US-Mexico Border Wall Could Be Made From Shipping Containers
On a whim, a Miami architecture firm put together a design for one of the friendliest barriers you've ever seen.
When president-elect Donald Trump announced his bid to run for office back in June, 2015, one of the first things he said was that he wanted to build a wall between the United States and Mexico.
"I would build a great wall, and nobody builds walls better than me, believe me, and I'll build them very inexpensively," Trump said. "I will build a great, great wall on our southern border. And I will have Mexico pay for that wall."
A commercial construction firm, AllianceBernstein, estimated that such a wall, made of precast concrete and standing up to 50 feet tall, would cost between $15 billion and $25 billion. Not only is that expensive - Mexico has refused to pay for it - but it would be an ecological disaster as well as a monstrous eyesore.
The Miami Beach architecture firm, Domo Architecture + Design, has offered a different approach. Although they were not commissioned to draft a proposal, nor do they claim to have viewed the project through a political lens, the company's staff of eight people decided to come up with a conceptual rendering that upends the conventional notion of "border wall."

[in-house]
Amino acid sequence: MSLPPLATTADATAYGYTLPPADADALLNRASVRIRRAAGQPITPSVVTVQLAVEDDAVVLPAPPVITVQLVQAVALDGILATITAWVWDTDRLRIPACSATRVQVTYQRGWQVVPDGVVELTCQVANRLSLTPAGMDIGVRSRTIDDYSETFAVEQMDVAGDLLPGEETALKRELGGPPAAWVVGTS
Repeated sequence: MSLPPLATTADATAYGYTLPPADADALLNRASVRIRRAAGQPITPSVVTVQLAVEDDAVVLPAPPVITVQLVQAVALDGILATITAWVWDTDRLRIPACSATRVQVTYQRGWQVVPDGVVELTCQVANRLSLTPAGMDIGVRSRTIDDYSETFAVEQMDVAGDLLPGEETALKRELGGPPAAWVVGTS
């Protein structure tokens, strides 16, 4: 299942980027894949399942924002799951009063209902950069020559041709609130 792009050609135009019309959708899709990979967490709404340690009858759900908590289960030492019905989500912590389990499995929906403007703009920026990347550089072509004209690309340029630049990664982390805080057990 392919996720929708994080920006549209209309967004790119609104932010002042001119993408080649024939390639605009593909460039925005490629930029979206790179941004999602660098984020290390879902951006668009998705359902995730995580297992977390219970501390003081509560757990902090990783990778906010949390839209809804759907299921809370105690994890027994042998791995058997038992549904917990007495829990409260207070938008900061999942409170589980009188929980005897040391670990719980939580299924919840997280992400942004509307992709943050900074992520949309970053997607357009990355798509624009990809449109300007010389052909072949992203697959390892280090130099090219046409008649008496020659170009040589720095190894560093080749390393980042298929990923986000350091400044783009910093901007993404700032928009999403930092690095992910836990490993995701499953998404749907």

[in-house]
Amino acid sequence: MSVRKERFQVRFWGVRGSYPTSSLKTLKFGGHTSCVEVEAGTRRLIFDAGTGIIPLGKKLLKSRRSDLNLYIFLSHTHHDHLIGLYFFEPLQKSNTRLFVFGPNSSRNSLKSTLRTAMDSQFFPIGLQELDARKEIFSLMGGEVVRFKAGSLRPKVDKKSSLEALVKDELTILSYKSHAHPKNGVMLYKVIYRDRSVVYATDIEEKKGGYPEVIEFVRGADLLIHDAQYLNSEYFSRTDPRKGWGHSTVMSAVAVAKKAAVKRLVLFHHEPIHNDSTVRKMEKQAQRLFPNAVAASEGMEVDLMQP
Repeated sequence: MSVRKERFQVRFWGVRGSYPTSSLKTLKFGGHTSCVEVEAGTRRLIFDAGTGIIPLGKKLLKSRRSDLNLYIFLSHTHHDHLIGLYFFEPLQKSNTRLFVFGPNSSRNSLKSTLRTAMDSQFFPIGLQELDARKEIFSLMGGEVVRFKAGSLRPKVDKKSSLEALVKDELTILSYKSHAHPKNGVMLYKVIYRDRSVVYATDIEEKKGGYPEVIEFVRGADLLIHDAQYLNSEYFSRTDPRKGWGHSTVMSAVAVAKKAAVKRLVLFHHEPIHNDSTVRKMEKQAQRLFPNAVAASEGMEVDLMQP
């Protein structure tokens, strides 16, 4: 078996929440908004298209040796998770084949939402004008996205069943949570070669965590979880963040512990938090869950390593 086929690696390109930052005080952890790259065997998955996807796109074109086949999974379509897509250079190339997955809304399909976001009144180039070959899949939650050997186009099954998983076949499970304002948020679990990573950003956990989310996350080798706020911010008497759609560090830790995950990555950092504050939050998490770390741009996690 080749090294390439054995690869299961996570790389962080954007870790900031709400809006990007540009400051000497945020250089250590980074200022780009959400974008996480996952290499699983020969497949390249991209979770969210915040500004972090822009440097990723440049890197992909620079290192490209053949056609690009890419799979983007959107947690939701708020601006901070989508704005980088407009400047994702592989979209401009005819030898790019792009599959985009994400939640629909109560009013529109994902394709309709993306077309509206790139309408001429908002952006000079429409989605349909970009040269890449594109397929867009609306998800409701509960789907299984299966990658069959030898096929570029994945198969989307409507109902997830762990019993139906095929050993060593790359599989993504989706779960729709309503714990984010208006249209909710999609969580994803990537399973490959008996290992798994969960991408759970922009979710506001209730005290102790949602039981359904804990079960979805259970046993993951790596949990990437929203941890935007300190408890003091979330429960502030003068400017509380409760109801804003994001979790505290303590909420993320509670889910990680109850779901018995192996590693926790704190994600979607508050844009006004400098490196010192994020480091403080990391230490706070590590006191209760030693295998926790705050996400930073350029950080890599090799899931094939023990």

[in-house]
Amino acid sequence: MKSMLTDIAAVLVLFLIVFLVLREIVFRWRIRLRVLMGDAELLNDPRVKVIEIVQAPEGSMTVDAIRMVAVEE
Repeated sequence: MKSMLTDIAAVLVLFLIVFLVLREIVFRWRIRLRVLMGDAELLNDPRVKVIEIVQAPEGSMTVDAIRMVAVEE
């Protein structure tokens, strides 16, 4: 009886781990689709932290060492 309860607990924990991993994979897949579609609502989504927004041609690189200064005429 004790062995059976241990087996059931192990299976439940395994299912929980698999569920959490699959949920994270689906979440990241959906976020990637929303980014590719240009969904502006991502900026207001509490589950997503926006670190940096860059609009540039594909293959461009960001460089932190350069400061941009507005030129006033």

"We wanted to show through design that there are alternatives to building a wall, which is both a visual and physical barrier and culturally insensitive to either country," principal architect Robert Moehring told The Real Deal. "So the solution is more of an open landscape."
Their solution, inspired by nature and designed to blend into the countryside, is not a wall, but a sloping ditch that, at the bottom, abuts a steep cliff made from used or donated shipping containers - 750,000 in all.
"By removing the idea of a wall or a fence," they write in their proposal, "we remove the negative social, cultural and physical connotations associated with visual and physical barriers."
Excavating the land at an angle causes the border to disappear into the landscape. Unlike a towering concrete structure, the graded landscape also preserves the ability of those on either side to maintain visual contact.
And because the containers can be stacked in different configurations, the effect they produce can be altered. For example, at coastlines, instead of using the containers to create a cliff, they could be used to create piers that jut out over the beach.
The firm suggests replacing the 650 miles of wall that already exists along the 2,000-mile border with their open design. They did not provide a cost estimate, but think it could come in substantially less than the concrete wall, especially if the containers could be acquired cheaply or even for free.
"We're trying to mimic and reshape a natural formation of a border instead of a concrete wall," architect Francisco Llado said.
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